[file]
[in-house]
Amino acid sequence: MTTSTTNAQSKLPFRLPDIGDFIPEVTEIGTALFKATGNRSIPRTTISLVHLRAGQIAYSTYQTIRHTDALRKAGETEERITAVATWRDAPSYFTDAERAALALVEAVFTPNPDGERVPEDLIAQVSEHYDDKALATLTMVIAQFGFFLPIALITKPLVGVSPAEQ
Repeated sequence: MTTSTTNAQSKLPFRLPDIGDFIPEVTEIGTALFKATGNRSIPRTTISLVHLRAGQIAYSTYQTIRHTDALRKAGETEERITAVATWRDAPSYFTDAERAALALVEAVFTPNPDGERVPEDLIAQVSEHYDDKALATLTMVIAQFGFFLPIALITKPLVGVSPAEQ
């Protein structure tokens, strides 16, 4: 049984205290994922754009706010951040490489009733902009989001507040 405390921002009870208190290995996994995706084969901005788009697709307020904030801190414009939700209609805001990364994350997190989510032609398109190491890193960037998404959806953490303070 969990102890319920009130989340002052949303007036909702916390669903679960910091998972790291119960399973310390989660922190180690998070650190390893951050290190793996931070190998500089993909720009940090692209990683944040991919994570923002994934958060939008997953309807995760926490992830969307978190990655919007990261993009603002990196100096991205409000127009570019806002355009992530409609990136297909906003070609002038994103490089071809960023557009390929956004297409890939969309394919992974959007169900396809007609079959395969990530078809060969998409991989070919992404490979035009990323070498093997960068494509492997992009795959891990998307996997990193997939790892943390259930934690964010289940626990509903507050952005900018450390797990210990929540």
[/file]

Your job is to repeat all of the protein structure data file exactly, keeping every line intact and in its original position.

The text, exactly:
[in-house]
Amino acid sequence: MTTSTTNAQSKLPFRLPDIGDFIPEVTEIGTALFKATGNRSIPRTTISLVHLRAGQIAYSTYQTIRHTDALRKAGETEERITAVATWRDAPSYFTDAERAALALVEAVFTPNPDGERVPEDLIAQVSEHYDDKALATLTMVIAQFGFFLPIALITKPLVGVSPAEQ
Repeated sequence: MTTSTTNAQSKLPFRLPDIGDFIPEVTEIGTALFKATGNRSIPRTTISLVHLRAGQIAYSTYQTIRHTDALRKAGETEERITAVATWRDAPSYFTDAERAALALVEAVFTPNPDGERVPEDLIAQVSEHYDDKALATLTMVIAQFGFFLPIALITKPLVGVSPAEQ
């Protein structure tokens, strides 16, 4: 049984205290994922754009706010951040490489009733902009989001507040 405390921002009870208190290995996994995706084969901005788009697709307020904030801190414009939700209609805001990364994350997190989510032609398109190491890193960037998404959806953490303070 969990102890319920009130989340002052949303007036909702916390669903679960910091998972790291119960399973310390989660922190180690998070650190390893951050290190793996931070190998500089993909720009940090692209990683944040991919994570923002994934958060939008997953309807995760926490992830969307978190990655919007990261993009603002990196100096991205409000127009570019806002355009992530409609990136297909906003070609002038994103490089071809960023557009390929956004297409890939969309394919992974959007169900396809007609079959395969990530078809060969998409991989070919992404490979035009990323070498093997960068494509492997992009795959891990998307996997990193997939790892943390259930934690964010289940626990509903507050952005900018450390797990210990929540």